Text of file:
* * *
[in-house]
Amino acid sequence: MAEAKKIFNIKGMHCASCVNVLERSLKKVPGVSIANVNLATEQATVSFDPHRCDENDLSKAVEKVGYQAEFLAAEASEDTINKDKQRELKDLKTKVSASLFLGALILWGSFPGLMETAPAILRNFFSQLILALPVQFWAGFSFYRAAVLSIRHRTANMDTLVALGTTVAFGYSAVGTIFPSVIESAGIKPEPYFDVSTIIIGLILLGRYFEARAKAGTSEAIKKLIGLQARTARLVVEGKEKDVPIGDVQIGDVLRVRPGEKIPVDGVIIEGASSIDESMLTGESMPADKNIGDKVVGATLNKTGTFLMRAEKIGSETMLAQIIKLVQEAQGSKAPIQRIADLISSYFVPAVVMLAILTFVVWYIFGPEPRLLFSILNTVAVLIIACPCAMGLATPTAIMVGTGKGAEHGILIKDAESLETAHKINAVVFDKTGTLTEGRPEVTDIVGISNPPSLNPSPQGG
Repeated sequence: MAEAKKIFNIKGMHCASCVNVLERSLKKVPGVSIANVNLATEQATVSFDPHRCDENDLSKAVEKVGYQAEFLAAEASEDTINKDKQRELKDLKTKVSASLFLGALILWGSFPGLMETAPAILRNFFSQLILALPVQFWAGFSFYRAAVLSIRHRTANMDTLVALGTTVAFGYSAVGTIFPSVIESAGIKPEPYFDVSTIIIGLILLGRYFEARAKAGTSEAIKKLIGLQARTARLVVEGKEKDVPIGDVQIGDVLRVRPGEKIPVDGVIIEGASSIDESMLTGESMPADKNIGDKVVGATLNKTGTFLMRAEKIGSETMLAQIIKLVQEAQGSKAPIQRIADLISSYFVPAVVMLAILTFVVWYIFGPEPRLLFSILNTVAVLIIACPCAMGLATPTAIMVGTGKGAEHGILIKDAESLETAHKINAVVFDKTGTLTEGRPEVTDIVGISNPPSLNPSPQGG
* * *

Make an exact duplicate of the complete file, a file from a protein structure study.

[in-house]
Amino acid sequence: MAEAKKIFNIKGMHCASCVNVLERSLKKVPGVSIANVNLATEQATVSFDPHRCDENDLSKAVEKVGYQAEFLAAEASEDTINKDKQRELKDLKTKVSASLFLGALILWGSFPGLMETAPAILRNFFSQLILALPVQFWAGFSFYRAAVLSIRHRTANMDTLVALGTTVAFGYSAVGTIFPSVIESAGIKPEPYFDVSTIIIGLILLGRYFEARAKAGTSEAIKKLIGLQARTARLVVEGKEKDVPIGDVQIGDVLRVRPGEKIPVDGVIIEGASSIDESMLTGESMPADKNIGDKVVGATLNKTGTFLMRAEKIGSETMLAQIIKLVQEAQGSKAPIQRIADLISSYFVPAVVMLAILTFVVWYIFGPEPRLLFSILNTVAVLIIACPCAMGLATPTAIMVGTGKGAEHGILIKDAESLETAHKINAVVFDKTGTLTEGRPEVTDIVGISNPPSLNPSPQGG
Repeated sequence: MAEAKKIFNIKGMHCASCVNVLERSLKKVPGVSIANVNLATEQATVSFDPHRCDENDLSKAVEKVGYQAEFLAAEASEDTINKDKQRELKDLKTKVSASLFLGALILWGSFPGLMETAPAILRNFFSQLILALPVQFWAGFSFYRAAVLSIRHRTANMDTLVALGTTVAFGYSAVGTIFPSVIESAGIKPEPYFDVSTIIIGLILLGRYFEARAKAGTSEAIKKLIGLQARTARLVVEGKEKDVPIGDVQIGDVLRVRPGEKIPVDGVIIEGASSIDESMLTGESMPADKNIGDKVVGATLNKTGTFLMRAEKIGSETMLAQIIKLVQEAQGSKAPIQRIADLISSYFVPAVVMLAILTFVVWYIFGPEPRLLFSILNTVAVLIIACPCAMGLATPTAIMVGTGKGAEHGILIKDAESLETAHKINAVVFDKTGTLTEGRPEVTDIVGISNPPSLNPSPQGG